Preparing for climate change on the Cooloola Coast
GYMPIE Regional Council will benefit from $52,364 in funding from the State Government's QCoast2100 program to help the region prepare for the increasing impacts of climate change.
Environment Minister Steven Miles said the Palaszczuk Government was committed to ensuring Queensland's coastal communities were protected from the impacts of coastal hazards and their increased severity due to climate change.
He said the $12 million QCoast2100 fund was a partnership with the Local Government Association of Queensland to assist coastal councils with planning and risk assessment as well as decision-making and implementation of their coastal hazard adaption strategies.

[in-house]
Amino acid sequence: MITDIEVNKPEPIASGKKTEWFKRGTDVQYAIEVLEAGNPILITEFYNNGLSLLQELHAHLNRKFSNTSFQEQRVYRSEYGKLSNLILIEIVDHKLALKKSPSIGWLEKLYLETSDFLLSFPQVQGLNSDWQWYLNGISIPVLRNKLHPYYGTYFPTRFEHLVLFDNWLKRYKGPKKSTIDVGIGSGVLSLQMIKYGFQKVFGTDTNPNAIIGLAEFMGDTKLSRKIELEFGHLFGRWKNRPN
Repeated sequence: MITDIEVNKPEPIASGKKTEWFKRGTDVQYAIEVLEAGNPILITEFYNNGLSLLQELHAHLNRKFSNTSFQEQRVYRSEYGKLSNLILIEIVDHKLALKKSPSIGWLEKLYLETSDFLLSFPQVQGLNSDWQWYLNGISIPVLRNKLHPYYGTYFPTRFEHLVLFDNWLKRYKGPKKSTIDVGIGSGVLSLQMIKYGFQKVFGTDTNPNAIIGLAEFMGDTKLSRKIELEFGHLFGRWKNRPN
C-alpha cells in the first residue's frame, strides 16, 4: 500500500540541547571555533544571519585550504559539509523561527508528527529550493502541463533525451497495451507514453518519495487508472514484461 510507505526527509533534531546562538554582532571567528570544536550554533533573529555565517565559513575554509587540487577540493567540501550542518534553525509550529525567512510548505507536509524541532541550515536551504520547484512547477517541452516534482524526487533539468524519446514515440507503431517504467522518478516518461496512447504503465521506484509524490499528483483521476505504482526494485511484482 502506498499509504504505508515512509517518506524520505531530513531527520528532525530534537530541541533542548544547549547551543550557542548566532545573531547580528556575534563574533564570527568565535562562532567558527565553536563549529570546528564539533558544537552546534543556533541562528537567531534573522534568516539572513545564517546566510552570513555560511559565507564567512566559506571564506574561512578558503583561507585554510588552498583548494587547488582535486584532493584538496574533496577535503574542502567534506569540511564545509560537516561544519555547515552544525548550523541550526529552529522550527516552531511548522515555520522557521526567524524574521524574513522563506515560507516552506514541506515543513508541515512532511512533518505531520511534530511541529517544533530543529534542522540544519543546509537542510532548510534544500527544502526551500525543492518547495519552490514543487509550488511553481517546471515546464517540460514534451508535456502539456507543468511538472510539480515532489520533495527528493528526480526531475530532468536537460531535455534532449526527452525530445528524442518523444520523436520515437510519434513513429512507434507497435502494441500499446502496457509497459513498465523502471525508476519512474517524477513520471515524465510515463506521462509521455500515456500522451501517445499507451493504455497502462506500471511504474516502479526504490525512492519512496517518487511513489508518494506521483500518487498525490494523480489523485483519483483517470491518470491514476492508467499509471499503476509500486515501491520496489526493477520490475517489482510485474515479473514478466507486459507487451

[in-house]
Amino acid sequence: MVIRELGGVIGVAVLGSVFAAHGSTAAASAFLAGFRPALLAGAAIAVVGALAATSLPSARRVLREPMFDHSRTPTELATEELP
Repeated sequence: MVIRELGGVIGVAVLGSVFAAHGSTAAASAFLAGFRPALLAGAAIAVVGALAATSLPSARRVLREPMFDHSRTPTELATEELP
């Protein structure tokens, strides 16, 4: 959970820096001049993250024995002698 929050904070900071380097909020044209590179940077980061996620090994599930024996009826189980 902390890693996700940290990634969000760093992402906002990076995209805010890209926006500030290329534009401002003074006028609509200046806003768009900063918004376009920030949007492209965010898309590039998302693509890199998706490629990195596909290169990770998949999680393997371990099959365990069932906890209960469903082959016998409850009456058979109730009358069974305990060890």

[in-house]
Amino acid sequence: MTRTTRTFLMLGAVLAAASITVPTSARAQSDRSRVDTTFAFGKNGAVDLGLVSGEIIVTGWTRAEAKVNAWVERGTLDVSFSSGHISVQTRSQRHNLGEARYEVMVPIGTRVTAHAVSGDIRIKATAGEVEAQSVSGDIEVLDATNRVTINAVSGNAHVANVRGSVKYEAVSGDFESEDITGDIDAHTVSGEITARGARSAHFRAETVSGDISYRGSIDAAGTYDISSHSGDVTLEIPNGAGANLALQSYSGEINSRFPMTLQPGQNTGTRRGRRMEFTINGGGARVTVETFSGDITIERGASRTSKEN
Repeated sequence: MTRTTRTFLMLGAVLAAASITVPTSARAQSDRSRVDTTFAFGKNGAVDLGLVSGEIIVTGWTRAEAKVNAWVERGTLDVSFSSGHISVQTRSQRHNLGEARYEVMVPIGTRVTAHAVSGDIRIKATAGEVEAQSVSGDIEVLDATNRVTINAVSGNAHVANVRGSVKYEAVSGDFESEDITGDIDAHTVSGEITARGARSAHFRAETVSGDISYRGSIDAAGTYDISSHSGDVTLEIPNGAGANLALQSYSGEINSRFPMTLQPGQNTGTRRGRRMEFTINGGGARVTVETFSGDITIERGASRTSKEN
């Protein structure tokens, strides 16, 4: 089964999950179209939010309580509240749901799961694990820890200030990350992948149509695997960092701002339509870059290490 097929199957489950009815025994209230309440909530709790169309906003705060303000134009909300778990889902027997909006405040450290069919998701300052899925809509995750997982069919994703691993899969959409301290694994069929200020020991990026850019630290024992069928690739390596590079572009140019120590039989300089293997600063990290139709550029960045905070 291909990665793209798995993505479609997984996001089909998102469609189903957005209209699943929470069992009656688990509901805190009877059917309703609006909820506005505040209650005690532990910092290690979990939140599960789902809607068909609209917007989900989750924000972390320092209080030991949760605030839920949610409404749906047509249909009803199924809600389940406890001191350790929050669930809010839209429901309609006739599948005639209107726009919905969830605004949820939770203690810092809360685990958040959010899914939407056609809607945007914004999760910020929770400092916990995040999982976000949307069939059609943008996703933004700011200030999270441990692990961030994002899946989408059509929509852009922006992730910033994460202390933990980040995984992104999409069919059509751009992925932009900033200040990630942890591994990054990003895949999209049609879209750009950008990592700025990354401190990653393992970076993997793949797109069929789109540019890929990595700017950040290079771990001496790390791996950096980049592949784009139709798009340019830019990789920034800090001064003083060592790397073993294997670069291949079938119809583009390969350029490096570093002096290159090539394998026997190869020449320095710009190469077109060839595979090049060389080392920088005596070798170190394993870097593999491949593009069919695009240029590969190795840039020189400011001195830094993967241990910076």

"Coastal communities are already at risk from sea erosion and storm tide inundation caused by cyclones and other severe storm systems, and these will become a greater threat with rising sea levels in the future,” Mr Miles said.
"This program recognises that coastal councils in Queensland are at different stages of planning, with some yet to commence and others having completed a comprehensive strategy.”
"I encourage those councils who haven't already done so to apply for QCoast2100 funding to help them better understand the risks to communities and plan for a safer future,” he said.
Gympie Mayor Mick Curran said the council would use the funding to undertake the first stage of their CHAS.
"Gympie Regional Council welcomes this QCoast2100 funding, which will help our region become more prepared to tackle the increasing effects of climate change,” he said.
"With this support, we can focus on ensuring the three main coastal communities of Tin Can Bay, Cooloola Cove and Rainbow Beach are better placed to deal with the impacts caused by severe weather events.”
For more information visit www.qld.gov.au/environment/climate/adaptation-program.